Robert H. McKinney, chairman of the Federal Home Loan Bank Board, said yesterday he will resign from the post for "strictly personal" reasons.
He said he plans to return to Indianapolis where he has numerous business and political interests. The main reason for his resignation, he said, is to "have more free time" to spend with his family.
McKinney, 53, submitted his resignation to President Carter April 20, and the president accepted in a May 1 letter "with deep regret." McKinney said he was uncertain of exactly when he could leave the board.
A classmate of Carter's at the U.S. Naval Academy ('46), McKinney chaired the president's 1976 campaign in Indiana. He said he and Carter had discussed "a role" for him in a re-election campaign, but he added: "That's all I'm free to say."
At a press conference yesterday in his office at the bank board, McKinney said he has "no such plan" to run for governor of Indiana.
It has been rumoured that McKinney would seek the office-now held by popular, two-term Republican Otis R. Bowen-which becomes vacant in 1981.
McKinney, who went through rugged confirmation hearings nearly two years ago when he was nominated, has been applauded widely for his performance as chairman.
During the hearings, there allegations of conflicts of interest by congressional critics because of his overlapping business and professional interests in Indianapolis.
McKinney was senior partner in the law firm that was counsel to First Federal Savings & Loan association in Indianapolis, where he was chairman. He was also chairman of a building supplies company that has a life insurance subsidiary.
Civil rights and consumer groups also opposed him because they claimed his S&L had shunned lending to the inner city.
But yesterday, some of his former critics on the Hill described his resignation as a "loss." And Mckinney himself issued a press release listing his "major accomplishments," most of which were not anticipated during his confirmation hearings.
The FHLBB oversees most of the nation's $400 billion savings and loan industry, insures deposits up to $40,000 in most S&Ls, and also serves as a lender to thrift institutions that are strapped for funds.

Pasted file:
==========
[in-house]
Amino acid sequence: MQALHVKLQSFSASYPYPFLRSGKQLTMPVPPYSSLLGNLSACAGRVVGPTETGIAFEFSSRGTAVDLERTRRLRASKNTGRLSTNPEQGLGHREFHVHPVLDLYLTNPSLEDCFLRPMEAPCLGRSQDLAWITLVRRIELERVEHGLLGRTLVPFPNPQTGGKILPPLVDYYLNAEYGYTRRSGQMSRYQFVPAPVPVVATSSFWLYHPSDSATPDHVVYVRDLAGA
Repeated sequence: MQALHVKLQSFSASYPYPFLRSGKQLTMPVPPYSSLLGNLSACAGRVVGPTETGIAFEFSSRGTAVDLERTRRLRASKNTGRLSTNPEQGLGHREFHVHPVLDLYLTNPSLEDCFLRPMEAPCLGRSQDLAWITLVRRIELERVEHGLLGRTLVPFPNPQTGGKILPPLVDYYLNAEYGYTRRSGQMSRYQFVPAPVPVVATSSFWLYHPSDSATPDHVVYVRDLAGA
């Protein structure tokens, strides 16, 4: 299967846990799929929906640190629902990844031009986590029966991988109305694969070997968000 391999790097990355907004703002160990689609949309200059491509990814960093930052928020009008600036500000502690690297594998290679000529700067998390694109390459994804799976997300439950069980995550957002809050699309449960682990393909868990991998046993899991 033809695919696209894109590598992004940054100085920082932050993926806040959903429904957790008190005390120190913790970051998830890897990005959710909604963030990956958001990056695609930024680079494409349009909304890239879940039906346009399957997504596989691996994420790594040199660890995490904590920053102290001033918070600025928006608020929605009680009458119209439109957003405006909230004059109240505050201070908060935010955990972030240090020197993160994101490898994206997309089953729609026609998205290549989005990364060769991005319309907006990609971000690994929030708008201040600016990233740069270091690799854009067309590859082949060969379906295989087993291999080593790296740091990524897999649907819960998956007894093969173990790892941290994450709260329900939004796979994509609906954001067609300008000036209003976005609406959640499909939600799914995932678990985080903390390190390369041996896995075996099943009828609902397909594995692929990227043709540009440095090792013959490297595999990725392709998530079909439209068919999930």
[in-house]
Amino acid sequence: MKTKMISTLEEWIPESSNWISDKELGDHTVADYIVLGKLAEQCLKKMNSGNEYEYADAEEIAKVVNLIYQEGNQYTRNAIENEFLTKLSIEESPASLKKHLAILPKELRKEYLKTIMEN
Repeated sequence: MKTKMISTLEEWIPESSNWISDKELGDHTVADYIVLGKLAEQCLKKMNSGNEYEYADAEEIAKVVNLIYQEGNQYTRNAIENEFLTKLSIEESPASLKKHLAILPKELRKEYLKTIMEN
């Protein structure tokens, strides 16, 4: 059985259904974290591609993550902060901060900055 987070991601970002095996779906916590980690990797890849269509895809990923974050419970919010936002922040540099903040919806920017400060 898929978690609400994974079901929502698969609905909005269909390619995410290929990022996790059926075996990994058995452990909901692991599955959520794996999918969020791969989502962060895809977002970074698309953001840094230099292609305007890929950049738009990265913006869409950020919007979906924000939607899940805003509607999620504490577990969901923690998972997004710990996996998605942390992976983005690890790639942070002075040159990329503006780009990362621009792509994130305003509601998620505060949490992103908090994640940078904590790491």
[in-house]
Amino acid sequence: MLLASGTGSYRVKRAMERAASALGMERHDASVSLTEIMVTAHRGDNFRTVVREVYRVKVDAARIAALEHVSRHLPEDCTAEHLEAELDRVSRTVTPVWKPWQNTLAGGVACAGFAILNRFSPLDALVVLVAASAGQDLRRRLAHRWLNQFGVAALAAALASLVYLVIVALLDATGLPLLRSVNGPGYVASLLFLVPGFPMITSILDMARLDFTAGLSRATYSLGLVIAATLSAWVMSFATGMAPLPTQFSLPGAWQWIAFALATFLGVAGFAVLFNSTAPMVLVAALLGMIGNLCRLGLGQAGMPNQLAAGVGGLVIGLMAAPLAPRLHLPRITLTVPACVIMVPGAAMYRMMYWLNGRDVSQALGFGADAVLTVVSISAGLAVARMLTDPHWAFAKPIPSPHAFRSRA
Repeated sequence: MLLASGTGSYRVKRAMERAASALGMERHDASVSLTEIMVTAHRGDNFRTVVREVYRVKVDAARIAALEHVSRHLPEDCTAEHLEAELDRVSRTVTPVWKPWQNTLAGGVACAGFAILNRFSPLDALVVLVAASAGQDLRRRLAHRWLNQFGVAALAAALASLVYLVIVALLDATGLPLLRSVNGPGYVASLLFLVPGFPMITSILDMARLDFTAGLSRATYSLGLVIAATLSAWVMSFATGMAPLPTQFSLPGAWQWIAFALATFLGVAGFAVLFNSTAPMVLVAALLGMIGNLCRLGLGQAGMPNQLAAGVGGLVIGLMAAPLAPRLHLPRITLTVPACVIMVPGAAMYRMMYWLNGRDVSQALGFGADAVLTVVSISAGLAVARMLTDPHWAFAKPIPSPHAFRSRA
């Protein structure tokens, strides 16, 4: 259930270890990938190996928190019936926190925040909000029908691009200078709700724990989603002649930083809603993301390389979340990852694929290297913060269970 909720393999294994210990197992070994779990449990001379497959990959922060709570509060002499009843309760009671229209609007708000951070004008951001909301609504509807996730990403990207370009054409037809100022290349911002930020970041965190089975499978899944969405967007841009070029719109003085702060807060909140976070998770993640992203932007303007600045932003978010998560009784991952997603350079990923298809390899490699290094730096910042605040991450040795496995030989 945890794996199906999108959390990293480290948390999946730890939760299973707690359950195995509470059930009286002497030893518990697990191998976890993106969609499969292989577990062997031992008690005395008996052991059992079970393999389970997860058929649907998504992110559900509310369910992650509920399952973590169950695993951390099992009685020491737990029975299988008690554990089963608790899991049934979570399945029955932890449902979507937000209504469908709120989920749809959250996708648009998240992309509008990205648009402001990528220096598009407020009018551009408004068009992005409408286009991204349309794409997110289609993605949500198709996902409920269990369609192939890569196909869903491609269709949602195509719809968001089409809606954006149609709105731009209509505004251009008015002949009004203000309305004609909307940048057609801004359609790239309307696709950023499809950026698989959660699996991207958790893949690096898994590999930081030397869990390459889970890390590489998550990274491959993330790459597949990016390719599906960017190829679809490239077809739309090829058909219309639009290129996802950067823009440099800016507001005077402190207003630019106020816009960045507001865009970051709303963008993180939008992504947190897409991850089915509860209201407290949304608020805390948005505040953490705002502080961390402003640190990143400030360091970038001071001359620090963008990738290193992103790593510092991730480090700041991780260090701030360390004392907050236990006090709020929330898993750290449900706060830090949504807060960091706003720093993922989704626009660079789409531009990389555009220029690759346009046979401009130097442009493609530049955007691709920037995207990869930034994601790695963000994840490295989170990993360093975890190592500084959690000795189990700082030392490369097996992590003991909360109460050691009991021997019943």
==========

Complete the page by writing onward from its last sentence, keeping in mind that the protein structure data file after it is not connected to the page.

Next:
McKinney has been instrumental in the introduction of money market certificates, on whcih high interest rates have helped attract money to federal S&Ls during periods when they otherwise would have suffered an outflow of funds.
A top board official noted yesterday this is precisely the kind of high interest rate period when S&Ls suffer what is known as disintermediation-an outflow of funds.
But money market certificates have brought deposits of $70 billion to S&Ls, he said. This, in turn, has made more money available for the troubled mortgage market.
McKinney also has pushed various financing alternatives.
Under McKinney, California federal S&Ls were allowed to compete with state thrifts by offering controversial variable rate mortgages, whose rates rise and fall according to a money market index.
S&Ls nationwide also were permitted to offer graduated payment mortgages, which allow for low payments in the beginning of a mortgage, and reverse annuity mortgages, which provide for a retirement income.
President Carter, in his letter, praised McKinney for introducing regulations to help eliminate "red lining"-or discriminatory lending-by thrift institutions.
The FHLBB, under McKinney, created the Community Investment Fund alloting funds to S&Ls at lower than normal rates for mortgages in low-income areas.
McKinney said he told Carter"how highly I regard" Anita Miller, the only other current member of the three-member FHLBB. Miller is considered a possible successor to McKinney.
The third board member, Garth Martson, a Republican, resigned some time ago, and the administration has not come up with a replacement.
McKinney apparently must remain on the board until at least one more person is nominated and confirmed. The board cannot function without a quorum of two, according to a FHLBB official. CAPTION: Picture, FHLBB Chairman Robert H. McKinneey announcing yesterday he will resign. By Ken Feil-The Washington Post